that cannabinoids can cure or treat cancer." even landon's doctor who prescribed his marijuana and is a firm believer in medical cannibis is cautious about this. >> sierra has decided to stop the chemotherapy for landon. and as a doctor who has seen his progress, is that something you would be on board with, that you recommend? >> as a physician again, i'm not sure that i could recommend that to a parent, to say -- i can't say to them, i know that the cbd is a treatment that can work and you don't need the chemotherapy. >> for the time being, sierra riddle is afraid of losing her son, so she is allowing chemotherapy once a month. she's still also trying to find an oncologist willing to take landon off the chemo. so far she's had no luck. >> faster. >> faster? >> reporter: but sierra and her mother aren't giving up. >> i want landon to know that we did everything in our power to be compassionate in his care and to protect him.
i want him to know that we were willing to go to bat. he's a 3-year-old child. >> reporter: we did reach out to children's hospital a number of times. so far they've declined to discuss landon's care. and meanwhile, riddle says she and his doctors are still at odds over his treatment, but they point out it's been nine months since he's had significant chemotherapy treatments and he remains cancer free. anderson? >> i've heard a lot of people treating chemo-induced nausea with marijuana. that's not what we're talking about, right? these people are saying the pot actually cured cancer. >> reporter: in this little boy's case that is how it started, that the medical marijuana could be used to help alleviate some of the ravages of the chemotherapy. then that's where sierra, his mother, and the lawyer took it a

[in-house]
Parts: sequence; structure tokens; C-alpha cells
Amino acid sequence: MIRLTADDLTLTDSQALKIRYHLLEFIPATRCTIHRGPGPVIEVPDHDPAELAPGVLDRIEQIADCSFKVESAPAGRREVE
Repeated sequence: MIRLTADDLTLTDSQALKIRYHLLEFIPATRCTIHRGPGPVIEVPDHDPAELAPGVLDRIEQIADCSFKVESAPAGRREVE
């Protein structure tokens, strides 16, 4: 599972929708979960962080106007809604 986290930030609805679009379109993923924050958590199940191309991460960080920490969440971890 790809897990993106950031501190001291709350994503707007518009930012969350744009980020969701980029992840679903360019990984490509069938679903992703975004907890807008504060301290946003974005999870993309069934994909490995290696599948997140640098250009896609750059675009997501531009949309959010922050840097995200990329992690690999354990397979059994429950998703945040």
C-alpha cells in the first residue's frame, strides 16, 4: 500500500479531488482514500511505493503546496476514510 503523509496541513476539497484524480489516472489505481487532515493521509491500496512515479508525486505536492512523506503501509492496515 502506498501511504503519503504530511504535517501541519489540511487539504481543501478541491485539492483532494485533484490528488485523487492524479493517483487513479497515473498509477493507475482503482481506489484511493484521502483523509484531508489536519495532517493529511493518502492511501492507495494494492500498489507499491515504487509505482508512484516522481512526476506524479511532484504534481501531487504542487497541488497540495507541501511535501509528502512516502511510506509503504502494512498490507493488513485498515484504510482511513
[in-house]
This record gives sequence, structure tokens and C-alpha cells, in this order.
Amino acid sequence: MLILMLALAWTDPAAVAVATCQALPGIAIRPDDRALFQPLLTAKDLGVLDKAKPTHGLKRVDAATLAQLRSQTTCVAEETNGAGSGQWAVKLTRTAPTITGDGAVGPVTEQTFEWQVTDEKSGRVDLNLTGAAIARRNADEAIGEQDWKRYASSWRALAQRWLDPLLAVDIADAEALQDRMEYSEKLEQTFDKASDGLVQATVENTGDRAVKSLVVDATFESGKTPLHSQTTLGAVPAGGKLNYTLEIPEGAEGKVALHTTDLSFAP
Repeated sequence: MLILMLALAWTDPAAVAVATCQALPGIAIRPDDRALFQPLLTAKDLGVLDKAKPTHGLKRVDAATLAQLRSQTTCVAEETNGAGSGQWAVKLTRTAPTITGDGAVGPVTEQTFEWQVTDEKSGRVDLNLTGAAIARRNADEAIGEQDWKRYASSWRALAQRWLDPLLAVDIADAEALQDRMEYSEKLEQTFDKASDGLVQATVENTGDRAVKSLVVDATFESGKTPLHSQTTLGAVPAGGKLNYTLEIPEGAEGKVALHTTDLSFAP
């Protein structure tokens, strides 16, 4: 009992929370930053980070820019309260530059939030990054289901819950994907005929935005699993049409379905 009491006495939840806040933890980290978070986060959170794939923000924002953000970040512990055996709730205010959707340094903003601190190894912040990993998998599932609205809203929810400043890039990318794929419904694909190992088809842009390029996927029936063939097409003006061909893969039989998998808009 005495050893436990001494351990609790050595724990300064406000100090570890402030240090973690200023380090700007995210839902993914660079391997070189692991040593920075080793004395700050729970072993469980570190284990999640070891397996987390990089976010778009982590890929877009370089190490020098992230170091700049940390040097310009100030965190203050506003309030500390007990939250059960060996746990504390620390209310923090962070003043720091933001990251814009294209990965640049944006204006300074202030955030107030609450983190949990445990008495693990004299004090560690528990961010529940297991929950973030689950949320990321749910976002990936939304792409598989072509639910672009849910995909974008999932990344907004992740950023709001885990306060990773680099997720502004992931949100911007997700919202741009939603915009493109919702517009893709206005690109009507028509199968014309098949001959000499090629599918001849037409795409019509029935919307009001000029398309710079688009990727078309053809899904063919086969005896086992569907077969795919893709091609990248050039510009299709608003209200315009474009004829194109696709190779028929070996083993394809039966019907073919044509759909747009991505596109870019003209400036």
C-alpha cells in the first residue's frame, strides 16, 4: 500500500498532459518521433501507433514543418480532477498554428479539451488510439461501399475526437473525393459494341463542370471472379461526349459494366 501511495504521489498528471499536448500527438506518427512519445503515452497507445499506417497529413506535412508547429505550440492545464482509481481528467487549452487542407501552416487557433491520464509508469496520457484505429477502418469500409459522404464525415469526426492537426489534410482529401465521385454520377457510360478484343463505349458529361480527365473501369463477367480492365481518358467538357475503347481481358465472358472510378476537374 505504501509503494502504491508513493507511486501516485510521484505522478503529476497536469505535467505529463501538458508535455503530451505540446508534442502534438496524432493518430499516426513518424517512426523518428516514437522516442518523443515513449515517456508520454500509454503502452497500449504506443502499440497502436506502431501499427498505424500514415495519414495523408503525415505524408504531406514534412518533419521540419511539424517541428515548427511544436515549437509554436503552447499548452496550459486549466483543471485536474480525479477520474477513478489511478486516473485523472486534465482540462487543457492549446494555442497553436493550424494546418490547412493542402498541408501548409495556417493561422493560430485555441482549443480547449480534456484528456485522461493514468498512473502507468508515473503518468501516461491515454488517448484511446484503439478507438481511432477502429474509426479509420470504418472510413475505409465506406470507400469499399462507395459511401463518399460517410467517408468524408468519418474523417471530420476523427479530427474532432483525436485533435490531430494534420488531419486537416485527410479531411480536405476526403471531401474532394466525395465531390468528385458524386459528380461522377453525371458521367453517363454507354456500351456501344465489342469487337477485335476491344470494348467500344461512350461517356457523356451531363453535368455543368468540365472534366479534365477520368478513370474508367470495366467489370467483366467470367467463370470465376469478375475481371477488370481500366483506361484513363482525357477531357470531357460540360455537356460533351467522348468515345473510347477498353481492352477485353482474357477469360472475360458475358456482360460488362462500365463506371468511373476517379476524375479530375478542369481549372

step further saying they believe it can actually treat the cancer itself, and they should forego chemo for this cannibis. nobody agrees with them. i think most doctors, myself included, don't think that's the right idea because there is good treatments that exist. but you're right. that is where a lot of this research is headed. could cannibis actually treat the cancer. >> the american cancer society though says there's no evidence for this at all. yeah. they want the evidence. they want the actual clinical trials where you look at patients who have cannibis treatments and those who don't and compare them. those types of trials don't exist. again with all, this particular type of cancer, the treatments, anderson, 95% of the kids go into remission. so you wouldn't probably treat something against a gold standard therapy like what already exists. >> in your documentary "weed" cannibis was used to treat epilepsy. is there more of a scientific consensus around that? >> reporter: around the world in many countries, there's a pretty good consensus. studies that have looked at this and using cannibis to treat epilepsy, that idea has been around for a long time. i will share with you in the united states now within the next few weeks a clinical trial is going to start in this country using essentially a